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Shetland Sheepdog

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4.5/5

(171 Reviews)


Is the Shetland Sheepdog right for you?

Species group:

Other name(s): Sheltie; Miniature Collie; Shetland Collie

The basics:
The gentle Shetland Sheepdog, often affectionally called the "Sheltie," is a highly recommended family pet because of its beauty, intelligence, and relatively small size. Like other herding dogs, it is exceptionally intelligent and enjoys being given something to do. They're a great choice for active owners who like exercising with their dogs.

Although they're sometimes recommended to novice dog owners, you should be aware that individuals can be sensitive. Some Shelties fear thunder or other loud noises, and they may not do well in a household where there's a lot of shouting or rough-housing. They need to be socialized with kindness and patience. The neglected Sheltie could develop problems like barking or chewing. Unfortunately, the high-pitched bark can be a real headache for owners if your pet isn't properly trained from a young age.

Appearance / health:
The Shetland Sheepdog is a beautiful dog with the general appearance of the rough-coated collie in miniature, but he is not considered a “miniature” Collie as he was not developed from the selective breeding of Rough Collies. He has a long and wedge-shaped head; the top plane of his muzzle should be parallel to the top plane of his skull. His eyes are almond-shaped and generally dark (the exception being in blue merle dogs; their eyes may be blue or a merle color). He should have an intelligent expression that appears questioning, watchful, and gentle. His nose should be black; his teeth meet in a scissors bite; his ears are small, flexible, and expressive, with tops that drop. His tail should reach to his hock. Male Shelties should appear masculine and female Shelties should have a feminine appearance.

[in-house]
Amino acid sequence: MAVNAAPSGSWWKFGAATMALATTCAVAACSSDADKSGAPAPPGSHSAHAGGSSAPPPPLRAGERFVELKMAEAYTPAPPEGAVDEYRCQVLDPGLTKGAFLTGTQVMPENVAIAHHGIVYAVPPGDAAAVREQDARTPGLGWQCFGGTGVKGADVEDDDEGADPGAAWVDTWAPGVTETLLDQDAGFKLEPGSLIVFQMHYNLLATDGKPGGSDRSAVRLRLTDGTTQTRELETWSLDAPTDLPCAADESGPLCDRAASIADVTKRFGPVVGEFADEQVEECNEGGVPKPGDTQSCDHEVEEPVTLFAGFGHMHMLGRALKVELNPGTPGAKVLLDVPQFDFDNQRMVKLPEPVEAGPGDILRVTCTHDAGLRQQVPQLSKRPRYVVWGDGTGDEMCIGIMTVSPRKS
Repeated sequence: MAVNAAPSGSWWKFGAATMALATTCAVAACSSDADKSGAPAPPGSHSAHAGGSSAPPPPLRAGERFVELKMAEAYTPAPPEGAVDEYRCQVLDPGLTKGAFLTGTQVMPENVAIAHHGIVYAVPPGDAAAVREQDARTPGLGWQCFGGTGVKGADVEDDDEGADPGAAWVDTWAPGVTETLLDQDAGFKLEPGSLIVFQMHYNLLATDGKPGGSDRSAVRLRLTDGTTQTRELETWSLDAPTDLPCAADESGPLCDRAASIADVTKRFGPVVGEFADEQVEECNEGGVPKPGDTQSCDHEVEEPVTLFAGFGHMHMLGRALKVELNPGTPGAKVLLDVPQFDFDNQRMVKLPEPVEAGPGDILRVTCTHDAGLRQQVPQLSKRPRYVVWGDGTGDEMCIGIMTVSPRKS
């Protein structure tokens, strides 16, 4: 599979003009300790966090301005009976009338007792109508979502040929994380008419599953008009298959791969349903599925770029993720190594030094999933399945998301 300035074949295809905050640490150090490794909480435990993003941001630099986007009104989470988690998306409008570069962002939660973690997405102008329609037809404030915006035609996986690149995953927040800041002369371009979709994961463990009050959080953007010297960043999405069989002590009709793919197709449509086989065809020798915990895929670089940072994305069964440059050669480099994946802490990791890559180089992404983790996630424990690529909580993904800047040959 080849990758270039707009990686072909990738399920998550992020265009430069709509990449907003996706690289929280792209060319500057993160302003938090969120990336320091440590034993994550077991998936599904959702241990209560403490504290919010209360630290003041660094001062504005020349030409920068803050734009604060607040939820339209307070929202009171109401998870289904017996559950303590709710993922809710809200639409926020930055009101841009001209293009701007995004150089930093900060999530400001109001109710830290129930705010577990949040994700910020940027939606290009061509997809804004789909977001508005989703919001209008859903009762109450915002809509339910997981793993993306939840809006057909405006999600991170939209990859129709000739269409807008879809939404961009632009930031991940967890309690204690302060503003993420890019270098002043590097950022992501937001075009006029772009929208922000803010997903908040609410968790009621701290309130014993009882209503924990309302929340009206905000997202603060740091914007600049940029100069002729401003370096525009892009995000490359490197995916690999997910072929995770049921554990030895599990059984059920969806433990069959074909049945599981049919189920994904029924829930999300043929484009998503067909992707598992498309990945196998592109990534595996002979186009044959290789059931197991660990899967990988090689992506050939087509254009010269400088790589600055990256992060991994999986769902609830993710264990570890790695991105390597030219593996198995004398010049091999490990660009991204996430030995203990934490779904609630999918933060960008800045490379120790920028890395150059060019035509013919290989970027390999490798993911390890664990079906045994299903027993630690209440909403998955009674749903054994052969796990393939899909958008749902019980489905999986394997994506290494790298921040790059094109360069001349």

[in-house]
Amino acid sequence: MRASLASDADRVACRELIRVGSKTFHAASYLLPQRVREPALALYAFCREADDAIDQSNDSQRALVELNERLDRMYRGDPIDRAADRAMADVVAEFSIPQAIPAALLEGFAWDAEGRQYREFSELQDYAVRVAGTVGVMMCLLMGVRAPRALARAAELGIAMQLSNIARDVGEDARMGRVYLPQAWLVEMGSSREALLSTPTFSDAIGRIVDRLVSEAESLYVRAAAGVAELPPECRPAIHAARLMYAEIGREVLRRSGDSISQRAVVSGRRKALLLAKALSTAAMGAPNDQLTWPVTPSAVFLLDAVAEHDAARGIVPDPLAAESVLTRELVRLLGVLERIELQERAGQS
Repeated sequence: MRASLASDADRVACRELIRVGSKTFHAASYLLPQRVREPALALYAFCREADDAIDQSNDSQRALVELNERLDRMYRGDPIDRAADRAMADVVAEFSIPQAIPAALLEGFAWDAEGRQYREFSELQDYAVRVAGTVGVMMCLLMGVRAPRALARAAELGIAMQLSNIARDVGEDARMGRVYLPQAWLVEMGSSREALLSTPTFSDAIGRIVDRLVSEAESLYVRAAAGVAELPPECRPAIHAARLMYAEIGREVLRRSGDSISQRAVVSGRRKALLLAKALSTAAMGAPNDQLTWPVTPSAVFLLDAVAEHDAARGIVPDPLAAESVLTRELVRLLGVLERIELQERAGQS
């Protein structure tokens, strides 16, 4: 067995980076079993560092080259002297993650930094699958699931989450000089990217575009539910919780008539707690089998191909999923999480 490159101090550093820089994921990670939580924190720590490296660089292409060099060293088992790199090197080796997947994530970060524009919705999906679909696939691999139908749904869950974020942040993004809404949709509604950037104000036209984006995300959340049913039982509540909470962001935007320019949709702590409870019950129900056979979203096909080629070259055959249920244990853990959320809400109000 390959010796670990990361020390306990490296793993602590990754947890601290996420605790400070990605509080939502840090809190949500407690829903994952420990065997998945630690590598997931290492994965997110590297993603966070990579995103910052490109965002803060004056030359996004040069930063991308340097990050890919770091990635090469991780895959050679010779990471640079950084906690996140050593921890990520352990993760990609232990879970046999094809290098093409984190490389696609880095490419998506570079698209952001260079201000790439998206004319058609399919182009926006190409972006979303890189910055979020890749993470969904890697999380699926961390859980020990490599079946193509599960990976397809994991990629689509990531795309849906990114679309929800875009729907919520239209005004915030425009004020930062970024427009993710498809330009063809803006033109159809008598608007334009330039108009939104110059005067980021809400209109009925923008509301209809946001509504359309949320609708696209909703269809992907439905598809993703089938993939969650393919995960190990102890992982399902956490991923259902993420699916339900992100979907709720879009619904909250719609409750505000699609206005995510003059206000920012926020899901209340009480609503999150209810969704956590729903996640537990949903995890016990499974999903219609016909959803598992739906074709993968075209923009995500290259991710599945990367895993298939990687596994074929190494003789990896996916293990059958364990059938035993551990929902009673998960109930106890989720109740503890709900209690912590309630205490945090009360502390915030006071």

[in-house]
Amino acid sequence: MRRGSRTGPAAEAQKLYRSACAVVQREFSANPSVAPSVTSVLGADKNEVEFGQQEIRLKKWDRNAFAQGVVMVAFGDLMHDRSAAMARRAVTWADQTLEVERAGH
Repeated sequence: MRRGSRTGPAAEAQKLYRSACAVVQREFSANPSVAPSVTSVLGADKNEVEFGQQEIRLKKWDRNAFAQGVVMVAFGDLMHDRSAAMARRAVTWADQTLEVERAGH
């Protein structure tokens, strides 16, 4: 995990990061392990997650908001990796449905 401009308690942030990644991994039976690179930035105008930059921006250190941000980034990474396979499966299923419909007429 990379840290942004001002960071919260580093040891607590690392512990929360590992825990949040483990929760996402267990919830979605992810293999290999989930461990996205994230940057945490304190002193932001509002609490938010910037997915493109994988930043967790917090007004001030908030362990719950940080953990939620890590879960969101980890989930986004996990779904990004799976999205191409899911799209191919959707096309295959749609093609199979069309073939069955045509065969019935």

The Sheltie requires regular grooming, including some trimming and stripping and daily brushing. Good daily coat care consists of misting him lightly with water and then very gently removing any mats out of his hair prior to brushing. Avoid breakage of his hair by combing as seldom as possible.

The Sheltie is a heavy shedder twice per year, shedding the thick undercoat in the spring and fall.

Bathe or dry shampoo your Sheltie only when it is absolutely necessary.

The Sheltie requires plenty of activity and exercise. This can be accomplished through training, play, or regular activities such as walks, jogs, or a cycling companion. Shelties require both mental and physical challenges in their exercise regime to keep them emotionally happy. Teaching your Sheltie to play fetch or catch and return a Frisbee is a good way to accomplish both physical and mental exercise. The Sheltie greatly enjoys a free run, but ensure he is in a safely enclosed area so that he cannot take off “herding” or chasing vehicles.

While certainly not all Shelties are afflicted with one, any, or all of the following health issues, this list contains matters that are concerns that should be watched for because they are common in Shetland Sheepdogs:

  • Hypothyroidism
  • Disease and malformation of the eyes (inherited)
  • Collie Eye Anomaly (CEA)
  • Luxating patella (believed to be inherited)
  • Hip dysplasia
  • Progressive Retinal Atrophy (PRA)
  • Epilepsy
  • Sheltie Skin Syndrome